Derik Whittaker

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Object Construction – Constructing for Success

I have finally come to the conclusion that no object should be allowed to be constructed in any way that will allow for the object to be setup in an invalid state. 

Way too often I see an object that uses the empty constructor which then requires the user to ‘guess’ which properties are needed to setup the object correctly.  This in my opinion just leads to poor code and really hard to find bugs.  I would suggest that if an object needs certain values to be considered ‘valid’ then these values need to be provided during construction.

Imagine if you will you have an object; let’s call it the ‘Manager Object’.  In order for this object to be valid you need to provide it with the ‘ID’, ‘Name’ and ‘Authority Level’.  If you have an empty constructor, the users of the object must KNOW those values are needed.  If they don’t provide them very odd/subtle bugs may appear.

Now if your object’s constructor (or builder, factory, what ever) required those values at construction time no one would be able to build the object in an invalid state.  You could even go as far as asserting the values passed in to make sure they are within valid ranges.

By requiring your objects to be constructed in valid state at all times you will have more confidence in your app as well as a cleaner code base.  Oh, and by the way, the I would also suggest that the properties are read-only UNLESS EXPLICITLY needed for setting, this will also enforce a more stable object.

Finally, I know this seems way too obvious to many as simply best practice.  However just because it is obvious does not mean it is followed...... :(

 


Posted 05-04-2007 6:29 AM by Derik Whittaker
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Comments

KG2V wrote re: Object Construction – Constructing for Success
on 05-04-2007 8:06 AM

I thought that was kinda obvious.  I think the first OOP book I read stated that on, oh, 20 years ago

A corollary:

If you have a set of propertys that must be validated as a set - DON'T use  setters - create a method that takes all of the values at onces, validates them, sets them internally, and returns success or falure.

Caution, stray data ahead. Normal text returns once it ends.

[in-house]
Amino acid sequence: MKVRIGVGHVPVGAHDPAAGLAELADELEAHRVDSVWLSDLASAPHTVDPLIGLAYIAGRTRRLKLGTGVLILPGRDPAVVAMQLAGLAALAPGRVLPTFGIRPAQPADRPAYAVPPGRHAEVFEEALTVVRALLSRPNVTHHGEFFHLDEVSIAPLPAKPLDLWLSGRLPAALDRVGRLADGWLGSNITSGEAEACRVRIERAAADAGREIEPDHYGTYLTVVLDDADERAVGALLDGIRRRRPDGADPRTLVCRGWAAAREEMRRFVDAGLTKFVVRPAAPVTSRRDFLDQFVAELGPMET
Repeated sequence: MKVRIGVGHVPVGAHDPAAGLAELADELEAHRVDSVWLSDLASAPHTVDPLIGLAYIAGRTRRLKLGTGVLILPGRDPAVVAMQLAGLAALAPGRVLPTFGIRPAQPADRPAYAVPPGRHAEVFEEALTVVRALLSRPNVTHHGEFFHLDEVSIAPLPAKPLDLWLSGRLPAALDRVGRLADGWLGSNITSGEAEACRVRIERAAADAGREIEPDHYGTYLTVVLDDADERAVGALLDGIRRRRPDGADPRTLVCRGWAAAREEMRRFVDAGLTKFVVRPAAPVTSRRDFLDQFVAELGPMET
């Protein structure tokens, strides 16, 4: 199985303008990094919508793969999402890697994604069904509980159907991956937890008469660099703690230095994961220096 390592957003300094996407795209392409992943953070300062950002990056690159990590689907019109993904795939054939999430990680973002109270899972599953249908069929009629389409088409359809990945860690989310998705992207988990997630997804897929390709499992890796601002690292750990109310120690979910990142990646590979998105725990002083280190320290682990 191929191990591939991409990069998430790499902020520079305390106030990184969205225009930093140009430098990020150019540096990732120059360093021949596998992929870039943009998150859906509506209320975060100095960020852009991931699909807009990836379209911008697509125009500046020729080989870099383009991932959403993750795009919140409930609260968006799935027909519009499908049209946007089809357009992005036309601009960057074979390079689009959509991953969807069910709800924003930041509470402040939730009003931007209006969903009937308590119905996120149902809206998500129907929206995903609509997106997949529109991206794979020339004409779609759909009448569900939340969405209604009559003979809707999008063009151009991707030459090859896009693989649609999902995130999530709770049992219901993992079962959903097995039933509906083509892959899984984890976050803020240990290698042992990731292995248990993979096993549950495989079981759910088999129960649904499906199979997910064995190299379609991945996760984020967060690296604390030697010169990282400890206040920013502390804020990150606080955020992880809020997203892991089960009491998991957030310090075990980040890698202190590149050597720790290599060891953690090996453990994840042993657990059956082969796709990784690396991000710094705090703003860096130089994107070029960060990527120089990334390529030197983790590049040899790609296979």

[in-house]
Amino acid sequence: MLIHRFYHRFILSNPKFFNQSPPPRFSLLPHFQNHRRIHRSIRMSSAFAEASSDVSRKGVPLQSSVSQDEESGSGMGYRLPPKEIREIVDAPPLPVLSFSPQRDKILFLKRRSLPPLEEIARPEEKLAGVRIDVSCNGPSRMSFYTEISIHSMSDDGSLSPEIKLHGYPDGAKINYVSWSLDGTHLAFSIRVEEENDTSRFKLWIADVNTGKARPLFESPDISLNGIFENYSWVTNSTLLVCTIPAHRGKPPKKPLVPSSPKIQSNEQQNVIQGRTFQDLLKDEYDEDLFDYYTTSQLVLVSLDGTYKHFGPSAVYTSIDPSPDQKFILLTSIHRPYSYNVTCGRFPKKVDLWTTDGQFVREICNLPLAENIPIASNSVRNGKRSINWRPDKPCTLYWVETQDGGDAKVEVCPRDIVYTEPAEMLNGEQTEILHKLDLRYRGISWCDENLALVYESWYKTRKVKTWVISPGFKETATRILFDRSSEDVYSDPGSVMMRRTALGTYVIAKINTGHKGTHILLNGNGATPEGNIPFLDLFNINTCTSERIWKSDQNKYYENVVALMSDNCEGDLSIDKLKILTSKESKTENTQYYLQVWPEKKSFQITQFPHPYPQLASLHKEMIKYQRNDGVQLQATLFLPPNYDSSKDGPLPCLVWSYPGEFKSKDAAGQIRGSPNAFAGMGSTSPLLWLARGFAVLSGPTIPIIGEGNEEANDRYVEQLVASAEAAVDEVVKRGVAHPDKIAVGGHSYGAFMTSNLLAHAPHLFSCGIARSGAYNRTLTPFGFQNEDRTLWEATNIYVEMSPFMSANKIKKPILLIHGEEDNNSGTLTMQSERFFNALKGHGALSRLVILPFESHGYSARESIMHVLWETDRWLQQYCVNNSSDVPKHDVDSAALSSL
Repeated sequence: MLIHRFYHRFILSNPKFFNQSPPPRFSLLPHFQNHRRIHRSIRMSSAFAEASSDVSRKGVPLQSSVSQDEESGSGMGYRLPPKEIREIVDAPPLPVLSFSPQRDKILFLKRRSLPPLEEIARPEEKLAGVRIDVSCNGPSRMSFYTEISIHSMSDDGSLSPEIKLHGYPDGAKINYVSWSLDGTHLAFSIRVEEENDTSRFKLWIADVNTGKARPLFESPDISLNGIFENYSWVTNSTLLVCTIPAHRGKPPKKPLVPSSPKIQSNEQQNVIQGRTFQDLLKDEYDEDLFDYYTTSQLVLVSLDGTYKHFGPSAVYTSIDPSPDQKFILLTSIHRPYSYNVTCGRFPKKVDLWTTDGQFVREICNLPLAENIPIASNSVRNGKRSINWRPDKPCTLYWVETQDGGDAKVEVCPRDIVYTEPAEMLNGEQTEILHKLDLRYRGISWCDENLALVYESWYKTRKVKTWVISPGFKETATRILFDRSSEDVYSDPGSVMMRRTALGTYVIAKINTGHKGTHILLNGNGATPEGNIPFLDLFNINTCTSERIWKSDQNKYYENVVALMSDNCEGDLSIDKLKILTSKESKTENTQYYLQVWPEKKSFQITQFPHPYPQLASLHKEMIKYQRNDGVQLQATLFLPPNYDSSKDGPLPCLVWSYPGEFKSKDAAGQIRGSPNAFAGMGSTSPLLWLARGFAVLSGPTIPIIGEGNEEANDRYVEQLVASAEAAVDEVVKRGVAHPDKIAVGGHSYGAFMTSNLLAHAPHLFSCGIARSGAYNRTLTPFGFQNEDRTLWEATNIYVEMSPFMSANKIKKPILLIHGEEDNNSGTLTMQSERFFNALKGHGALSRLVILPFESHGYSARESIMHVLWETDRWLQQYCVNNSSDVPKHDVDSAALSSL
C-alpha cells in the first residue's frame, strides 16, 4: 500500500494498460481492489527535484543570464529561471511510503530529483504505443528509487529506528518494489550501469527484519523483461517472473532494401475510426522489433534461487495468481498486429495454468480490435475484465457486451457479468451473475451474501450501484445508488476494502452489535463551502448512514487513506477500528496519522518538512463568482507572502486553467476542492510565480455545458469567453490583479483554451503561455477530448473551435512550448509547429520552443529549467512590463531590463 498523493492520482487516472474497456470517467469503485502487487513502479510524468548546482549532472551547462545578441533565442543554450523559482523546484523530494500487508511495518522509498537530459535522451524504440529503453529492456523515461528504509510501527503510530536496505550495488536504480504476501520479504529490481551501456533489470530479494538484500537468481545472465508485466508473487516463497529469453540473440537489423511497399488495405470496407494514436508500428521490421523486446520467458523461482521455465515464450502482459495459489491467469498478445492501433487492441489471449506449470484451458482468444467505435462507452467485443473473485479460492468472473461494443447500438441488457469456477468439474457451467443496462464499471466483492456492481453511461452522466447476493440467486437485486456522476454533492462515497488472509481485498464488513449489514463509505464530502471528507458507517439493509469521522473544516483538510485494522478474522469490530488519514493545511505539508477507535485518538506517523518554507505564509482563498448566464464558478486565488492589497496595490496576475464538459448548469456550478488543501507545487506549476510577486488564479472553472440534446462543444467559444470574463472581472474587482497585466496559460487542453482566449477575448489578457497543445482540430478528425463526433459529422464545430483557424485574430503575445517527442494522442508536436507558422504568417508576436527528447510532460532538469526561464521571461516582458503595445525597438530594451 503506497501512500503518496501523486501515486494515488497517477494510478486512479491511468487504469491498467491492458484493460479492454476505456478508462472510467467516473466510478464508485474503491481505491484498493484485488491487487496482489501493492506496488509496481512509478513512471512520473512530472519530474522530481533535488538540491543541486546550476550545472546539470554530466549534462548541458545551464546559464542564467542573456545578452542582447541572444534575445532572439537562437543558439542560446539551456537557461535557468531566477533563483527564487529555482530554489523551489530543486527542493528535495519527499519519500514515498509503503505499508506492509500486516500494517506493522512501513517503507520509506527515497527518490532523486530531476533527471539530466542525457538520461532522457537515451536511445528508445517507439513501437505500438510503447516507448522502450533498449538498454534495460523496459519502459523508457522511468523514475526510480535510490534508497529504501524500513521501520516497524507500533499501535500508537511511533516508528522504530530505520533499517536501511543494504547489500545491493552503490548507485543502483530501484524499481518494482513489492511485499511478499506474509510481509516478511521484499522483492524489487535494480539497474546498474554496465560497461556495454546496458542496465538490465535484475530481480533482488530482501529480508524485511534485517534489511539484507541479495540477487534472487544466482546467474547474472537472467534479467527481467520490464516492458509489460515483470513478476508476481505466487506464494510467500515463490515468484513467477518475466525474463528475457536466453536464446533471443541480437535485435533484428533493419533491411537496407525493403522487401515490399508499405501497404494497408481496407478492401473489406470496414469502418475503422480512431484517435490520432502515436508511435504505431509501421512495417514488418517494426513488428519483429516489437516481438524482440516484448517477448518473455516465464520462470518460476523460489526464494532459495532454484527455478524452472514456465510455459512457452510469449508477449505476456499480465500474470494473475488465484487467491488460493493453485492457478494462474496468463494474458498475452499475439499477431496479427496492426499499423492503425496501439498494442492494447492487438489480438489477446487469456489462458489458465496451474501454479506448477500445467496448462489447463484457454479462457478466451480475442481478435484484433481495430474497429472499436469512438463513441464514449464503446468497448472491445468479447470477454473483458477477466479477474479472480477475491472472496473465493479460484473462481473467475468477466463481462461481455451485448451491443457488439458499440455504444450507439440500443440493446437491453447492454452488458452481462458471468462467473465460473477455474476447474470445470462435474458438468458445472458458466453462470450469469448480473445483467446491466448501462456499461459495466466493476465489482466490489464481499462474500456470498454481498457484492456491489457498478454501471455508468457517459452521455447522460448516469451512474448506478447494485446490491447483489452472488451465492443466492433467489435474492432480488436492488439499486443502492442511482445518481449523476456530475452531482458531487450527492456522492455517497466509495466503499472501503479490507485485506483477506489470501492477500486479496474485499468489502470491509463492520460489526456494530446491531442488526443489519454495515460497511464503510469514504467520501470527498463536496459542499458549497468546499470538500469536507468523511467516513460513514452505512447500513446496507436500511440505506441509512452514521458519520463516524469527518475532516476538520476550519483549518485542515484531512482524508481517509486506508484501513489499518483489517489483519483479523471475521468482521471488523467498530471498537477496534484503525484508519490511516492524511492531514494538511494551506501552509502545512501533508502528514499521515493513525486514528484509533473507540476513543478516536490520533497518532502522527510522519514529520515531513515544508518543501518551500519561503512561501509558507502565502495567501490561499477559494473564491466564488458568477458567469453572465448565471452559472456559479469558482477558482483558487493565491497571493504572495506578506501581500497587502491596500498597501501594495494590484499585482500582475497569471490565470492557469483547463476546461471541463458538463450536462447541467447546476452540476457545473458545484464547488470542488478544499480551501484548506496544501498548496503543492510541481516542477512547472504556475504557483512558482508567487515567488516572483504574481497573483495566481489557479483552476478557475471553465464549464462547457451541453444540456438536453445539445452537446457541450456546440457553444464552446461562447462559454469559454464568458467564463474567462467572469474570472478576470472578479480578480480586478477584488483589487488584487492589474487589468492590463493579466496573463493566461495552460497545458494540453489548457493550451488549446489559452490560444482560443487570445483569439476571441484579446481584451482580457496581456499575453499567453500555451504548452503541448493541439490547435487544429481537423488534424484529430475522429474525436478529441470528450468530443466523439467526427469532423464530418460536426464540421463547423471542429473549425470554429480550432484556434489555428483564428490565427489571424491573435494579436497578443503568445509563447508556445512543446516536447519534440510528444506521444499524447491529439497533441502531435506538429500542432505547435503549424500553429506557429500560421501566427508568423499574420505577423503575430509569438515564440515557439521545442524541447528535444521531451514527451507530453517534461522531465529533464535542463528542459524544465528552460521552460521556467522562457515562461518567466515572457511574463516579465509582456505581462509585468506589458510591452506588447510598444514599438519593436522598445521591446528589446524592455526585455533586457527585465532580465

Derik Whittaker wrote re: Object Construction – Constructing for Success
on 05-04-2007 8:20 AM

Agreed and understood.

But i have seen many, many examples where you construct an object then set all the properties one by one.  

This was my only point.

MadMaxPou wrote re: Object Construction – Constructing for Success
on 05-04-2007 8:56 AM

What about when you need to use XmlSerialization?  I believe that you need empty constructors for this feature to be available.

damieng wrote re: Object Construction – Constructing for Success
on 05-04-2007 8:56 AM

A prime example of this problem can be found in the .NET's HtmlControl namespace which contains various classes to

represent HTML tags.

The HTML specifications make it quite clear as to which attributes are required for a tag and therefore would be logical choices for the parameters on a constructor.

Not only is the default constructor present allowing you to create invalid HTML tags but there aren't even alternative constructors available.

So you end up with:

HtmlImage image = new HtmlImage();

image.Src = "/something.jpg";

which will happily write out illegal Html because the Alt attribute hasn't been specified.  It also makes building pages up in code overly verbose.

[)amien

Derik Whittaker wrote re: Object Construction – Constructing for Success
on 05-04-2007 9:00 AM

You are correct, I have not used this in a while so I did not think of this.  Not sure if it is possible, but if you could have a private constrcutor that is empty and still have the XmlSerialization work then that is the approach i would take.

Keep in mind, I am not saying that you should never have an empty constructor.  There are times/place for this.  I am only saying that if the object needs values to be considered 'in valid state' then you should have to provide those values at construction time.

Derik

Derik Whittaker wrote re: Object Construction – Constructing for Success
on 05-04-2007 9:03 AM

[)amien

In your example now imagine if you are a junior developer trying to fix a bug and the image.Src = "/something.jpg"; was missing.  

Here lies the problem.

Derik Whittaker wrote Object Construction - Constructing for Success - Part Duex
on 10-24-2007 10:07 AM

A few months ago I posted about my thoughts on Object Construction (found here ). In the post I talk

Daniel Gonzalez wrote re: Object Construction – Constructing for Success
on 10-26-2007 5:35 AM

I came to this post through your follow-up one, and saw a comment regarding default contructors for serialization/deserialization.

A good technique to keep people from using them is marking them with the ObsoleteAttribute. It won't prevent the object to be created but it will warn the developer at compile time (or Re-Sharper time) that they should not use that constructor.

regards

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